Oct 272013
 

Today was our family harvest thanksgiving services in both churches. It was also communion in one.

I had chosen some familiar harvest hymns. We had a short video from our Messy Church – Messy Harvest morning from a couple of weeks back. I’d even dropped one of the hymns to make the service a little shorter – my earlier service congregation has an auction of the harvest produce offerings, the proceeds going to a particular charity; and since it was communion in the other church, I didn’t want the whole thing to run on too long, especially as it was a family service.

And so I didn’t want to do a full sermon either, and sat down yesterday to write up a harvest reflection. I took a lead from the Spill the Beans harvest material and wrote a reflection based on Psalm 8.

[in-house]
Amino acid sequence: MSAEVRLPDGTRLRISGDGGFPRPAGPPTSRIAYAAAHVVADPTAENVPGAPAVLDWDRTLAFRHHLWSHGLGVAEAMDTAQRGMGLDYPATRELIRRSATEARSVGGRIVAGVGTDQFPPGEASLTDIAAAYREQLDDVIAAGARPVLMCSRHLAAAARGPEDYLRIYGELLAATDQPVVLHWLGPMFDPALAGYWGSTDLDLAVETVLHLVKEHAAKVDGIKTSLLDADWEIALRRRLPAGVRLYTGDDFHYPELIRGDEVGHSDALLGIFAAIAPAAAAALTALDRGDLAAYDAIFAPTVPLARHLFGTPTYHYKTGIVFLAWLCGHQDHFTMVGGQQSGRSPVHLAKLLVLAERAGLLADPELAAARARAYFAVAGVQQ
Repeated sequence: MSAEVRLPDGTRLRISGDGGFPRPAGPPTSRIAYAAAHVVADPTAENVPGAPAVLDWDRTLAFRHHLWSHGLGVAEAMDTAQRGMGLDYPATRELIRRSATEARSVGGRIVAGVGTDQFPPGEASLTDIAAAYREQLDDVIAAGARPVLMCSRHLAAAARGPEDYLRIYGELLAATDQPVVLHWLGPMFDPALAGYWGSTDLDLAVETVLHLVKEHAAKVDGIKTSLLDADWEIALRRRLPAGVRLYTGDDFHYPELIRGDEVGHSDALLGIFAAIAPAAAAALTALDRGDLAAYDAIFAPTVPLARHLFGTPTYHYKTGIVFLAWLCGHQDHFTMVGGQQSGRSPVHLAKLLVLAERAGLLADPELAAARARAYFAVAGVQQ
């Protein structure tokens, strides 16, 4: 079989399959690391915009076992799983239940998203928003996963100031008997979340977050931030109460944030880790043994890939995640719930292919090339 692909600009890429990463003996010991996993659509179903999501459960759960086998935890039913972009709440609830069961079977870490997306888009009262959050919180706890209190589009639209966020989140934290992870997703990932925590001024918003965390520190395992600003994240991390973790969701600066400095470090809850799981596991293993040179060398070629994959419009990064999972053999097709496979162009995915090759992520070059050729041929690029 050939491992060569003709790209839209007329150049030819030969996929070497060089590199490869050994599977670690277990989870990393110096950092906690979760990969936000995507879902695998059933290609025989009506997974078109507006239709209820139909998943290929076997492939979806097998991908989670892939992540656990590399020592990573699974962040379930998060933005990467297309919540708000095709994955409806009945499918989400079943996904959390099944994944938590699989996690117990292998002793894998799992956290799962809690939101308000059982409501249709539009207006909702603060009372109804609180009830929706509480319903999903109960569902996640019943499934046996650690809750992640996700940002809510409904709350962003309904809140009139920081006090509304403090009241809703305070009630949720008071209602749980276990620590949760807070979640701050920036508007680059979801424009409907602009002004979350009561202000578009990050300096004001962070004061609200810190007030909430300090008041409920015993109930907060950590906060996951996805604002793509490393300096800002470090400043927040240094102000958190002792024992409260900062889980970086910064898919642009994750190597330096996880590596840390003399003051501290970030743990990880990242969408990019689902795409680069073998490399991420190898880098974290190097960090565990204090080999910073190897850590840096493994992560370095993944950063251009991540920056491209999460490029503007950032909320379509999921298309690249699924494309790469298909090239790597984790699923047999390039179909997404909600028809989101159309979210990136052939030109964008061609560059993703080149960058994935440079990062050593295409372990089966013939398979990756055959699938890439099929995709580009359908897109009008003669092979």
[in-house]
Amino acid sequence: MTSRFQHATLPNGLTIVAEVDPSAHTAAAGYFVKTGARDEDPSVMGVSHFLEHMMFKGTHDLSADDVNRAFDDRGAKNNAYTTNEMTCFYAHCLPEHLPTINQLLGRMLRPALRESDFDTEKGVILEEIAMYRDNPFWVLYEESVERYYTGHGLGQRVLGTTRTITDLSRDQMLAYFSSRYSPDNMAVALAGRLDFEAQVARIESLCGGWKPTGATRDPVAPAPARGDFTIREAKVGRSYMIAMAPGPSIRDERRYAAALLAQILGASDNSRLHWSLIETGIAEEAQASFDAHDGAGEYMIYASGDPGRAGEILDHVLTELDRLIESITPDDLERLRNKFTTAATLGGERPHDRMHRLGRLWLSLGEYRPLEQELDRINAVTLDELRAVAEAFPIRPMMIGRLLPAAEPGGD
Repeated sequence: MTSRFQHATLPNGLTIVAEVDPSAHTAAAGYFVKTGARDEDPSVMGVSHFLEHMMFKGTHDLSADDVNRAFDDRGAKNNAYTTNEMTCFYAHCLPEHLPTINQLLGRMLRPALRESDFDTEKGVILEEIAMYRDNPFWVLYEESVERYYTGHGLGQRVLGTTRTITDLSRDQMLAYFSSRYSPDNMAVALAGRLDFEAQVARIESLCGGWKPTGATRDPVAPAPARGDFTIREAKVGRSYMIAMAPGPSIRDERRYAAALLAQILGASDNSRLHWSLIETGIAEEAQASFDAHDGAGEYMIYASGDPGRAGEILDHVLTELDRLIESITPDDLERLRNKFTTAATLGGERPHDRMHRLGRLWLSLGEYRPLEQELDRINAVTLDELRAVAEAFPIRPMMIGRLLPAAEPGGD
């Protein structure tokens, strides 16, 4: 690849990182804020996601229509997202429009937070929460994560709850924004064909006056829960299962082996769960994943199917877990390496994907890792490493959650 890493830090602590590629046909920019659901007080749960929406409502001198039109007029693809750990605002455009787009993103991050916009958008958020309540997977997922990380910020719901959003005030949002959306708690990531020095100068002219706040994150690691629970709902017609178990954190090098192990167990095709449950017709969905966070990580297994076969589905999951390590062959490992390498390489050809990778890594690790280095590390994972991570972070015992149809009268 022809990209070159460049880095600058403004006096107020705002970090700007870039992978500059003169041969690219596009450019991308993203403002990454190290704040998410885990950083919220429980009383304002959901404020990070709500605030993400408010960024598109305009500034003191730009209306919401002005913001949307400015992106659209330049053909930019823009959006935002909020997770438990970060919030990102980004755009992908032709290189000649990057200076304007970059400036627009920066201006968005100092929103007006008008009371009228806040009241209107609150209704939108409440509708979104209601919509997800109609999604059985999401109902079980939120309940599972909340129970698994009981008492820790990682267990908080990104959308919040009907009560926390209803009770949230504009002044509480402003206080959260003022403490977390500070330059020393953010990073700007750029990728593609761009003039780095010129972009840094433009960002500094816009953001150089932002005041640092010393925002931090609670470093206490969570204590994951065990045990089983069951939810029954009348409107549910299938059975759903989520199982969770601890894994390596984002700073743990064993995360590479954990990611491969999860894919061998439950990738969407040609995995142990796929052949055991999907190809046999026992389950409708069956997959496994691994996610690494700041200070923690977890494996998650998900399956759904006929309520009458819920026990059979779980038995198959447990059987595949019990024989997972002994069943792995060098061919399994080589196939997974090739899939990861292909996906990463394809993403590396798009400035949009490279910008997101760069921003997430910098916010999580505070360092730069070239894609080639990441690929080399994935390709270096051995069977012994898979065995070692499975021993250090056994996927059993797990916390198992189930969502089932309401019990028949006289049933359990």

And I never delivered it.

Not that it was rubbish (at least I don’t think it is), but that after it had stewed in my brain for a few hours afterwards, I realised it was entirely inappropriate for a family service. No bad words (or even long words). Nothing like that. Just that the tone of it was a bit ‘serious’.

And so, as I was heading to bed last night (and looking forward to the extra hour) I realised that I would not be delivering that reflection, but what I would be saying was something else entirely.

Actually, I did ‘borrow’ from it as I did an ‘off the cuff’ all-age talk instead. It wasn’t entirely spontaneous – I did have a ‘framework’ in my head, and a handful of veggie props to talk about harvest.

Don’t know if it was better or worse for that, but it was certainly more suited to the overall tone of the service, so in that regard it can be considered better.